The Federal Reserve’s FedNow instant payment system officially launched on July 20, 2023. This new system aims to address the frustration many individuals and businesses face when it comes to the slow clearing times for traditional wire, ACH, and e-check transactions. According to the Fed, FedNow allows for near real-time interbank clearing and settlement, enabling instant fund transfers between sender and receiver accounts at any time of the day, any day of the year.
The introduction of FedNow has led to discussions about whether the U.S. banking system is finally catching up with the technological advancements of the 21st century. However, as with any service developed by federal institutions, there is likely more to the story than meets the eye. Before exploring further, it is important to understand the current trends and changes in the way money moves through the economy.
Australia serves as an interesting example of a country at the forefront of the move away from physical cash. One of the biggest banks in Australia recently stopped dispensing cash at some of its branches, citing the fading relevance of physical payments in a society increasingly accustomed to digital and contactless transactions. However, it is important to consider whether this shift is driven by consumer preference or by the convenience of retailers and banks.
While the use of physical cash may be declining, it does not necessarily mean that it is becoming obsolete. Some argue that cash remains convenient for certain retailers and individuals, despite the push for digital payments. This raises an important question: who really benefits from a shift towards a cashless society?
Jim Rickards points out that the Australian government could potentially introduce a digital currency to replace physical cash, offering benefits such as cost savings on postage and enhanced tracking and surveillance capabilities. Similarly, the U.S. has been discussing the implementation of a digital currency for quite some time. It is argued that a cashless society would give the government unprecedented control over financial transactions, eroding financial privacy and exposing individuals to constant surveillance, taxation, and potential wealth seizure.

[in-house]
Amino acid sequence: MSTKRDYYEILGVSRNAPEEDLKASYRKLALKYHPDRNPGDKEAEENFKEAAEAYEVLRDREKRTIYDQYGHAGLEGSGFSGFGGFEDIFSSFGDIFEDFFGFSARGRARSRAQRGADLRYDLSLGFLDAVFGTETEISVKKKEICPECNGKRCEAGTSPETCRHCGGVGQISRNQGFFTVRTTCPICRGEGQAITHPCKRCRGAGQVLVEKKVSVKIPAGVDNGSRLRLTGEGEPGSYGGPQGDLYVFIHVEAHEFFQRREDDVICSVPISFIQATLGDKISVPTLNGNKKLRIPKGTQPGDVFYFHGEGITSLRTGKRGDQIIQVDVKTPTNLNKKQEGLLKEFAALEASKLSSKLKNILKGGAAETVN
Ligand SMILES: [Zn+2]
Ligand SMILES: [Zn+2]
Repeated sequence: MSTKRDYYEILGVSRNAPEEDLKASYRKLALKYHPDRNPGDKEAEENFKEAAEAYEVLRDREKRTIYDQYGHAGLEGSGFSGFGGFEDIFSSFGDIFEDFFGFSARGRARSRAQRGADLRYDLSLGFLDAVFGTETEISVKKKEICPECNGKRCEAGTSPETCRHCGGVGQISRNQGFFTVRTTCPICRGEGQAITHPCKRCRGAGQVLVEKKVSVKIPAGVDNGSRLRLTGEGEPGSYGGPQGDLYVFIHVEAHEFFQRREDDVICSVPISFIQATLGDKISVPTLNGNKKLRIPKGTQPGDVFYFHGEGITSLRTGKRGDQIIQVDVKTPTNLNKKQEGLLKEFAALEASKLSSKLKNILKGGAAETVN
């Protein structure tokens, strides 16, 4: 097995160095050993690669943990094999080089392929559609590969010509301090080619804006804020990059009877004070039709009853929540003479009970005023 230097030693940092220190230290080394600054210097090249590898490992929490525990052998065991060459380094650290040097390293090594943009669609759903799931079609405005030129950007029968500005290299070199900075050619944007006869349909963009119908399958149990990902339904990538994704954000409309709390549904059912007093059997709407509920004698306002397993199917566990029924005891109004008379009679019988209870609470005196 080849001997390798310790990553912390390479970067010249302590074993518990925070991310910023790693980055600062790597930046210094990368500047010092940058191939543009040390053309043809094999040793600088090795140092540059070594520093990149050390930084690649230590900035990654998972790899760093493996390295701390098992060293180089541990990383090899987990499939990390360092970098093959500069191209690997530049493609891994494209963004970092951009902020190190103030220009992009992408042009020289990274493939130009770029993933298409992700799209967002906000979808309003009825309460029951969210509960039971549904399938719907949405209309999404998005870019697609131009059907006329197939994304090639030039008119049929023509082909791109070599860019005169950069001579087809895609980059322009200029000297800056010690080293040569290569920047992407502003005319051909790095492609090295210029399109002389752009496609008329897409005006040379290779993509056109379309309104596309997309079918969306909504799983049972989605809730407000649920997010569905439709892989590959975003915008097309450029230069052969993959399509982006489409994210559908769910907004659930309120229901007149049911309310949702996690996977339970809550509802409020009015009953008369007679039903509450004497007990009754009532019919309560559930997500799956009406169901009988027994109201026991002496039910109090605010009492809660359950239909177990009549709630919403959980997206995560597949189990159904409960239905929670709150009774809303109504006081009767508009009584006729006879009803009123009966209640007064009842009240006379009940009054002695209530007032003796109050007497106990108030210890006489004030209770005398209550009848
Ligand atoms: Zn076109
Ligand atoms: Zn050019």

While the move towards a cashless society may be driven by a desire for control, it is important to consider the implications of such a change. Governments seldom reduce their own authority, and a digital dollar would exist at the whim of the Federal Reserve and the federal government. The potential loss of economic freedom and the risks associated with a centralized digital currency are concerning.
One lesson that can be learned from the failed experiment with demonetization in India is that abruptly eliminating cash without adequate infrastructure and support systems can have severe consequences. The chaos and economic damage caused by demonetization serve as a warning to other nations considering similar moves.
Amidst these developments, diversifying savings with physical assets like gold and silver may be a wise investment strategy. Precious metals have been recognized as valuable and have intrinsic worth, making them a reliable form of currency even in a cashless society. While the future of cash remains uncertain, having some physical assets on hand can provide a sense of security and protection.